A little more than a dozen years ago, Willie Nelson stumbled out of the poker room at his house in Maui in a haze of marijuana smoke to find his then-14-year-old son Micah playing Mario Kart on a Nintendo 64. Micah had just returned from a school trip, and his father greeted him with a huge grin. “Welcome home, Particle Kid!” Willie said.
“I thought it was the funniest thing, so I never forgot it,” Micah says. “Years later I asked him about it and he said, ‘I was trying to say “Welcome home, Prodigal Son,” but I was so stoned it came out as ‘Particle Kid.'”
By that point, the teenaged Micah had already started recording his own low-fi, dreamscape music – a slow tumble of guitars, far-off vocals, and washes of rhythm and noise – and when he decided to release it, he used the nom de smoke-plume that Willie had given him. The first Particle Kid collections were limited to 200 cassette tapes on the indie label Dome of Doom, and there was no sign they came from the son of Willie Nelson. “Instead of taking advantage of that I always felt that I had to work twice as hard as everyone else and live up the name, really earn it,” Micah says.
Earn it he has, though he may be working more than twice as hard as everyone else. A musical polymath who, according to Willie, “plays everything,” Micah combines an indie DIY aesthetic with a questing hippie spirit and a relentless work ethic. Over the last few months, the 27-year-old has done everything from open shows for Margo Price – one of Nashville’s sharpest and hardest rocking songwriters – to backing up Neil Young in his older brother Lukas’ band, Promise of the Real. Songs like “Gunshow Loophole Blues” from Particle Kid’s latest, Everything Is Bullshit, were inspired by the madness of Trump’s America. There’s also his adventurous rock quintet Insects vs. Robots, a series of animated short films he’s been working on, the Space Gnome deck of cards he’s designed to benefit the Bridge School (a cause Young has long supported), and an interactive album inspired by the patterns of hotel carpets he’s photographed that. “Whether I’m gardening or working on my car of making music or painting, it’s all part the same entity,” he says. “I’ve always felt like an artist who is using music as a medium.”
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His role as integral member of Neil Young’s band began with an impromptu rendition of “Rockin’ in the Free World” at Farm Aid in 2014, which quickly lead to Promise of the Real backing Young on two studio albums and a series tours. Despite the nearly half-century age gap between Young and the band, they’ve become a very tight unit, and Micah and Lukas have coaxed Young to bust out rarities he hasn’t played since the 1970s, like “Alabama” and “Vampire Blues” and “L.A.”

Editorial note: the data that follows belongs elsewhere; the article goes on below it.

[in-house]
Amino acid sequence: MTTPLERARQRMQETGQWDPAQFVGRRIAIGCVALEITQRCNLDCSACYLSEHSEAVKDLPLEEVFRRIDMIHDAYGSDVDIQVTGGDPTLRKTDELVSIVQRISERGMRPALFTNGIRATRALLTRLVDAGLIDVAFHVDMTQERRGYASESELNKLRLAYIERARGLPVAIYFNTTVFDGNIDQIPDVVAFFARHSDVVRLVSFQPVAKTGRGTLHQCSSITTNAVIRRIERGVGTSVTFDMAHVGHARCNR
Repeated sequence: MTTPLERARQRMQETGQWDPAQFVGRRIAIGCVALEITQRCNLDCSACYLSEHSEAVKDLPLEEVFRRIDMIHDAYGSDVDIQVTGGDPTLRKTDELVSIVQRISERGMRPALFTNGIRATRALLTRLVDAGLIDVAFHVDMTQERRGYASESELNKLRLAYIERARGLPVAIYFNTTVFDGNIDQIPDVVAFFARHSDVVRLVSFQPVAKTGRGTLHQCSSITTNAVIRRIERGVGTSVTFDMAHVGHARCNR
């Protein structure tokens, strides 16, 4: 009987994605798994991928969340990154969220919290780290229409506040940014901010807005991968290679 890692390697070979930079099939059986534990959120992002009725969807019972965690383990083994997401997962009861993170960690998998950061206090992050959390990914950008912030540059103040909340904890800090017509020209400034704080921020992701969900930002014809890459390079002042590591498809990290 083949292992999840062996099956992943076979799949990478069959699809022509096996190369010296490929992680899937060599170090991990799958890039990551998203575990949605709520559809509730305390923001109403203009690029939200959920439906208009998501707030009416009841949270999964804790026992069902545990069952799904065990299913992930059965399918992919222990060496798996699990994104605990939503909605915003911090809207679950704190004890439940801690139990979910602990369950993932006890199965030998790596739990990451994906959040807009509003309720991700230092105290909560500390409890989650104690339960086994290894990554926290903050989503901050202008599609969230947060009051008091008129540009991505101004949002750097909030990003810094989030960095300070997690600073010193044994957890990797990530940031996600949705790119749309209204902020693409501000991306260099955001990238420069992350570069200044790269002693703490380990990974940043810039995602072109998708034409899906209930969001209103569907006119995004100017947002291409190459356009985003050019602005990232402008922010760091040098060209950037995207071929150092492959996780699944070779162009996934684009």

Micah says playing music with Young has been like “getting a masters degree in Jedi training.” Young has schooled the Nelson brothers with precepts like, “The perfect is highly overrated.” “The main thing he’s taught me about music is, ‘If you think, you’re fucked.’ You have to accept your flaws and embrace them.”
Young cast Micah, Lukas and the rest of Promise of the Real in his trippy western Paradox, directed by Young’s girlfriend Daryl Hannah and shot in the Rockies during a four day tour break, using vintage Super 8 film and Hannah’s phone. “We’re all miners in the future, mining for ancient technology like computers and phones,” says Micah. “It’s a strange, beautiful art film.” He say that Young and Hannah call Paradox “a very loud poem” — perhaps the only such poem streaming on Netflix.
Touring with Young means some nights Micah’s playing for 100,000 fans on a bill with Paul McCartney at Desert Trip, and then just a few weeks later he’s out on his own, singing to a handful of people at a dusty club. It’s a balance that Micah has learned to embrace, though in the future he hopes to gain just a little more traction with his own career. “I wish I had a roadie to help me carry shit around,” he says, then laughs. “I’d like to be able to employ a reliable sound guy and incorporate some of animation into the show. But I feel like I’ve come a long way in the past couple of years and I want to keep the momentum going. Hopefully I’ll hit a nerve with more people without sacrificing or compromising on anything.”